A Kirschnerian Howl

In me is a howler, screeching, half-mad, possessed. Her screams are lightning bolts exploding in my spine. She is shrieking louder than a cacophony of crows, very black rapacious crows. Still young, she wants to kill me, bludgeon me with a meat hammer, pound flesh till it thins, spurts blood which spatters my walls. A blaze of black violence, Gothic, demonic.

For now, she has shackled me to the writing desk, is the dictator of a hellish dominion and I must screech the pen across the page, eat her words, spit and spew them back up. I am to do this all day and into the night without surcease, I am her sluttish slave, must eat only that which is half-rotten, crawling with maggots.

I am her ghost writer and her anger is righteous, a searing of the very veins she’d like to slash. Her rage is so monolithic it is venomous, dangerous and my fear of her is rabid, something gone amuck, Lorca’s scorpion tails stinging with the sound of whiplashes.

That I have failed her abominably, horribly and horrifically is something I cannot live with. Her youthful brilliance came with thousands upon thousands flashes-in-the-pan. Stories tore out of her, they rippled with a muscular violence, landed with a deadly blow. Her talent was hot, spread like wildfire. She was courted by agents, editors, elite magazines. One editor of a big, big press glued herself to those wild talents, hovered over her, was nearly gluttonous to have her as one for whom she could be conduit, circuit, who could kick-start her career.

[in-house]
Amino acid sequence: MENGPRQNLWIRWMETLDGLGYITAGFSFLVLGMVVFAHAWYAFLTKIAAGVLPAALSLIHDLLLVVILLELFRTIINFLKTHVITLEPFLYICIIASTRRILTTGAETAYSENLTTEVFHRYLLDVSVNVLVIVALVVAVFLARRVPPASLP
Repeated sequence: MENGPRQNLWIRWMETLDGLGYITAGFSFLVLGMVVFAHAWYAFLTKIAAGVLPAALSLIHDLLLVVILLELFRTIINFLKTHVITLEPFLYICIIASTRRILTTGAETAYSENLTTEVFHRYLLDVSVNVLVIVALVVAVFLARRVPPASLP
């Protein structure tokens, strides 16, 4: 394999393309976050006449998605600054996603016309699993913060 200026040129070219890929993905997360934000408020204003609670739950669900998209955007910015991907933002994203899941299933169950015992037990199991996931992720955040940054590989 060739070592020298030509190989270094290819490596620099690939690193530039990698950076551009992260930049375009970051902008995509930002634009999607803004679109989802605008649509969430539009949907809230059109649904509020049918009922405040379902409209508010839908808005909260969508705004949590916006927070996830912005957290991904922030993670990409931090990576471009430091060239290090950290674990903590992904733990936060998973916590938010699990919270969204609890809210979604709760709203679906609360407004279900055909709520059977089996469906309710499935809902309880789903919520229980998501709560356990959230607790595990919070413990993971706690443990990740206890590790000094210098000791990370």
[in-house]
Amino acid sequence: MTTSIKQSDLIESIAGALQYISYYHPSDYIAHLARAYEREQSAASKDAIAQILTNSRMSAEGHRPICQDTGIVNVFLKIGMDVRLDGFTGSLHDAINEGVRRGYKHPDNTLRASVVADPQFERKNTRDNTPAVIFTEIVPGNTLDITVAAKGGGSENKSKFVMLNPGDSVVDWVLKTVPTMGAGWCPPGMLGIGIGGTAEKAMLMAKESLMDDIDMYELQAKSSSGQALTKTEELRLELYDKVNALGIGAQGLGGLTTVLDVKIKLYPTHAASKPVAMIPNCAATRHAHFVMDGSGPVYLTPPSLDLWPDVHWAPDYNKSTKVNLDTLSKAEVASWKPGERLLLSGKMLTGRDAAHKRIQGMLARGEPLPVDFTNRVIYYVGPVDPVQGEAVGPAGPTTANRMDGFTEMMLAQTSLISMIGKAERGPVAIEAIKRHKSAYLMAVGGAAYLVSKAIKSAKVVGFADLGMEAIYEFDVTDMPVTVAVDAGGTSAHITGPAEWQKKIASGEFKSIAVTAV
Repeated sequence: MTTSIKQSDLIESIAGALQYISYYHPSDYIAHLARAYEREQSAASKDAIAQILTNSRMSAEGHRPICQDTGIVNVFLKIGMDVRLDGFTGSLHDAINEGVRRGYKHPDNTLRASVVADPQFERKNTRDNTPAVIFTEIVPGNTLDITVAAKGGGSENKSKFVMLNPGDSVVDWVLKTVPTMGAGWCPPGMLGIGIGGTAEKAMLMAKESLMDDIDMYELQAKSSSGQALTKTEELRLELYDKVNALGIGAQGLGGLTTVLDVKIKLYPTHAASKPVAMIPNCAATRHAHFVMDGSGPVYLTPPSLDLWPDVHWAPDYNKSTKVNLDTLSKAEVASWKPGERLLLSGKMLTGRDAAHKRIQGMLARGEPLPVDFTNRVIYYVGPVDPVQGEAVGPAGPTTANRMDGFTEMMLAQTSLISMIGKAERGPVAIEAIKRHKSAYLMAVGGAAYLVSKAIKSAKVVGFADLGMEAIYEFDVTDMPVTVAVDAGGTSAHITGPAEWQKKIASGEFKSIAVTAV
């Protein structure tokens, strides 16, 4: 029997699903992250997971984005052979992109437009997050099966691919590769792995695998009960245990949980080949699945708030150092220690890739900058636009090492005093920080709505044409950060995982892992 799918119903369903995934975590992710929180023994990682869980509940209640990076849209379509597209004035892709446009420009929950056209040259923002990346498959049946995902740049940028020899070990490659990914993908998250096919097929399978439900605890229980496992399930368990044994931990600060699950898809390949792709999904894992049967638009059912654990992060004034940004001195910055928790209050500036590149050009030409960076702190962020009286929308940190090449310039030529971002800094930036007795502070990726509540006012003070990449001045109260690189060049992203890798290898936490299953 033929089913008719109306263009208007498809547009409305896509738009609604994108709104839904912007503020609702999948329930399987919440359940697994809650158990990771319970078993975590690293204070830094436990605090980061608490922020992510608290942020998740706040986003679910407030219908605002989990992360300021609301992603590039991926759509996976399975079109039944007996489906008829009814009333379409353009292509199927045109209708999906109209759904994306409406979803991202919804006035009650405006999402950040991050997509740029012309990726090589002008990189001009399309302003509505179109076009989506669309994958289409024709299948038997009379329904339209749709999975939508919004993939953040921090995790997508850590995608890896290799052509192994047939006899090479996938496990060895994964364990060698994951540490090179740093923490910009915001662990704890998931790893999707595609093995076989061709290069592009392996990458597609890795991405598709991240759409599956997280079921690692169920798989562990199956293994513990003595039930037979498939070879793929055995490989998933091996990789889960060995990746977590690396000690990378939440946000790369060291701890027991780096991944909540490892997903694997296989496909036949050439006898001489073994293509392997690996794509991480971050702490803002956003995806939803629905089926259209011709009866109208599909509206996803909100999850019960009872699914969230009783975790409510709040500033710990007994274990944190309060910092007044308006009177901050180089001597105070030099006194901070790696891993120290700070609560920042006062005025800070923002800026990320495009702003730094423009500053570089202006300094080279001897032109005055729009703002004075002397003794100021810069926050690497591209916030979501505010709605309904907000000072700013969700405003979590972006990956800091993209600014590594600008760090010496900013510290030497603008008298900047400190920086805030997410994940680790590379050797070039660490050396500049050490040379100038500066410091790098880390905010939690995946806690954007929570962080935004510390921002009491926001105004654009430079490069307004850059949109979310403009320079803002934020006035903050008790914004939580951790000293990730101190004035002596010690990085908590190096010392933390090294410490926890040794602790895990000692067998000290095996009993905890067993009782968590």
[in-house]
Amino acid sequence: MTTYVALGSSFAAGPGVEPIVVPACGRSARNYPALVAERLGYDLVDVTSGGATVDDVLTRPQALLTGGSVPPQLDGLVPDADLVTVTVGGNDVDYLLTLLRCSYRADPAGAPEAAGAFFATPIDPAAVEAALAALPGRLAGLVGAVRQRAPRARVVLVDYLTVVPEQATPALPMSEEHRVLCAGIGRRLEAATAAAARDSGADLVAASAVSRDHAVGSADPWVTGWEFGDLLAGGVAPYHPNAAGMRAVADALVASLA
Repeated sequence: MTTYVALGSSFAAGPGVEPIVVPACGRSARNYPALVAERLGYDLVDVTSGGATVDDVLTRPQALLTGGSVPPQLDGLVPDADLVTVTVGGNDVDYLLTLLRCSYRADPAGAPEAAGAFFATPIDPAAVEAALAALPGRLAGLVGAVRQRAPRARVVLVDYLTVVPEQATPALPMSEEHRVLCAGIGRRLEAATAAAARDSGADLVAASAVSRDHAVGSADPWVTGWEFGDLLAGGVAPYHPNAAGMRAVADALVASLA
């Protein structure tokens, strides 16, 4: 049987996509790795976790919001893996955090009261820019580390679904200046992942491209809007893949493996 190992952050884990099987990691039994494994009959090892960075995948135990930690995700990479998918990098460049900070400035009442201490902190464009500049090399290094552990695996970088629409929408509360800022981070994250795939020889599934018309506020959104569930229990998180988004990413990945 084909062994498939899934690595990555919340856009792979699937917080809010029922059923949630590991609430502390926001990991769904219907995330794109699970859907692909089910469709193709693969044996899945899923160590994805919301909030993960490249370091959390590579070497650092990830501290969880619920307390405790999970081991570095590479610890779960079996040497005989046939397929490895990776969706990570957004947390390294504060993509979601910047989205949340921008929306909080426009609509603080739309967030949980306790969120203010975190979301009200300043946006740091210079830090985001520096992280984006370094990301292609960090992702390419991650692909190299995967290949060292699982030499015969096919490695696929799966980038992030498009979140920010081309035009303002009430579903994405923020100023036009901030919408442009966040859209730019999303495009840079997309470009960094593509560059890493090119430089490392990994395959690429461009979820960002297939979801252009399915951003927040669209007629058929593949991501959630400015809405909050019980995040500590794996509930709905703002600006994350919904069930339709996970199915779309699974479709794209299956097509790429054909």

But now that young woman is kicking the barn down. She whose physical strength is such that it could make her brutal, murderous, she who dances among stallions, mucks stalls, tosses fifty pound bags of grain like tiny sugar sacks, runs round the paddocks in hard cuffs of soil, hauls water, bales hay, splits wood.

She wants an ax now. She wants to slaughter the old red barn boards as though they could bleed. She throttles the door with her fists, rams it with swift kicks, punches out cracked bull’s-eye window panes with her bare hands. She keeps at it for hours because she is burning with destruction, longs to tie herself to the stake, go up in a fury of flames, be a martyred writer.

She does this because the editor who groomed her thoroughbred bones, thoroughbred sentences, her nearly apocalyptic stories for too many years to count, this editor with whom she had entrusted her first book, a short story manuscript long labored over has returned her humble gift with a poisoned pen letter, the obsequious, deadly formal rejection slip. Within minutes, the brilliant young woman would be stripped of story writing for good. What ensued was a blow by blow massacre of each of her writerly blood cells till her heart was dammed with pus and the death rattle rose like snake hiss out of her lily white throat.

Down, down, down she went, but the old barn flew away like a rusty cage full of screaming banshees. Earth was grazed, the yard a killing field blooming with bloodied skulls glowing like vermillion moons. She lay down amidst the death stench, dabbed it on her wrists and neck, went into rigor mortis, grew stiff as stone.